Are the NGK CR8EIX any better?

Discussion in 'Crazy-Awesome almost Dakar racers (950/990cc)' started by Balsta, Mar 7, 2009.

  1. Balsta

    Balsta Been here awhile

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    #1
  2. PABiker

    PABiker Anywhere but here

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    I'll let you know, I have 3 sitting on the bench right now. 2 for the 950 and one for the DRZ. Just haven't got off my ass to put them in yet.
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  3. MookieBlaylock

    MookieBlaylock Long timer

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    i noticed that the bike runs really smooth for 2 or 3 hundred miles after new plugs. I thought it was the iridiums at first. Too bad the front plug isnt as ez to change as the rear
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  4. Stobie

    Stobie Mr. Motivated

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    I put one in my 640 Adv, and it noticeably started better, idled smoother, and accepted throttle better at low rpm. Above 2000-2500 rpm I couldn't tell a difference.

    I put them in my 950SE and didn't notice a difference. I'll use them again anyway, because they really should be a better plug, and when you're changing them every 10k miles, the cost difference is negligible.
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  5. firebolter

    firebolter Been here awhile

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    I run that plug in my Husky SM610. Works good, no major noticeable difference I can tell.
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  6. Zander

    Zander Been here awhile

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    I currently run NGK CR8EK on my 950.

    I'm currently performing winter maintenance and was wondering if it is worth it to go to Iridium NGK CR8EIX ?
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  7. David P.

    David P. Been here awhile

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    Bilke will run a lot smoother and it will start a lot easier so very noticeable difference!
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  8. AdvGa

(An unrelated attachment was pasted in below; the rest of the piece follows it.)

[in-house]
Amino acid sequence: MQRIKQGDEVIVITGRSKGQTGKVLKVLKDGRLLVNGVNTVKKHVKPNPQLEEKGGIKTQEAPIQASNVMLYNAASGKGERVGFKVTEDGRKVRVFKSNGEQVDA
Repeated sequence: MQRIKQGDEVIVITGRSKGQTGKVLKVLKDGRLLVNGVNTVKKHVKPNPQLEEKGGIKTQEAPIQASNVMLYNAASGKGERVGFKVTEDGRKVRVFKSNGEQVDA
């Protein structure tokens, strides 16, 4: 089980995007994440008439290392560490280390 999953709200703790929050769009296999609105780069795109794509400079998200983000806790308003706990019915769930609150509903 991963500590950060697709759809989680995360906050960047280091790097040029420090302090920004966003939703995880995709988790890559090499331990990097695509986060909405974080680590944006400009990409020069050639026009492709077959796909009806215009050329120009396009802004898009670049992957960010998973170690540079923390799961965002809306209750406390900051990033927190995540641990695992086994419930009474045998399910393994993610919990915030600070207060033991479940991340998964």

AdvGa Long timer

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    ...in addition, they have a Better Designed Core and last about 3X the normal plug.

    ...and you don't Gap them (they are pre-gapped in the Box)
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  9. Zander

    Zander Been here awhile

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    Thanks for the feedback. I'll get some iridium plugs tomorrow. :thumb
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  10. Tangai

    Tangai Been here awhile

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    I use them in mine, but I can't tell any difference at all. They are supposed to last a lot longer.
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  11. AdvGa

    AdvGa Long timer

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    Post back at about 30k miles and let us know how they worked out...



    Here are some more benefits:

    Why NGK Iridium?

    More Durability and a Higher Melting Point compared to Platinum,

    better center electrode anti-oxidation and anti-erosion,

    improved ignition,
    superior anti-fouling,
    lower required voltage,
    new metal shell plating process for better anti-corrosion.
    http://www.shopwiki.com/ngk-iridium-spark-plugs

    http://bikeadvice.in/ngk-ir-iridium-spark-plugs-motorcycles/


    [​IMG]
    A spark plug firing end temperature must be kept low enough to prevent pre-ignition, but high enough to prevent fouling. This is called “Thermal Performance”, and is determined by the heat range.
    Plug Replacement Time: Unfortunately, there is no fixed answer to this. As spark plugs grow older, they lose their sharp edges as material from the centre and ground electrodes are slowly eroded away. As the gap between these two points grows, the voltage required to bridge the gap increases proportionately. Even the best ignition systems will be strained to supply enough voltage to completely burn the fuel.
    #11
  12. TheMuffinMan

    TheMuffinMan Forest Ranger Magnet

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    I put iridiums in my 950 2,500 miles ago and I definitely notice a difference starting and on the low to mid-range. It's worth the money in my book.
    #12
  13. gefr

    gefr Life is a trip

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    My mechanic said they have a thinner point so more prone to damage, due to high motor temperatures. I now use NGK CR8EK.
    #13
  14. bikyto

    bikyto Dans le doute...gaz!

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    I didn't see/feel any difference either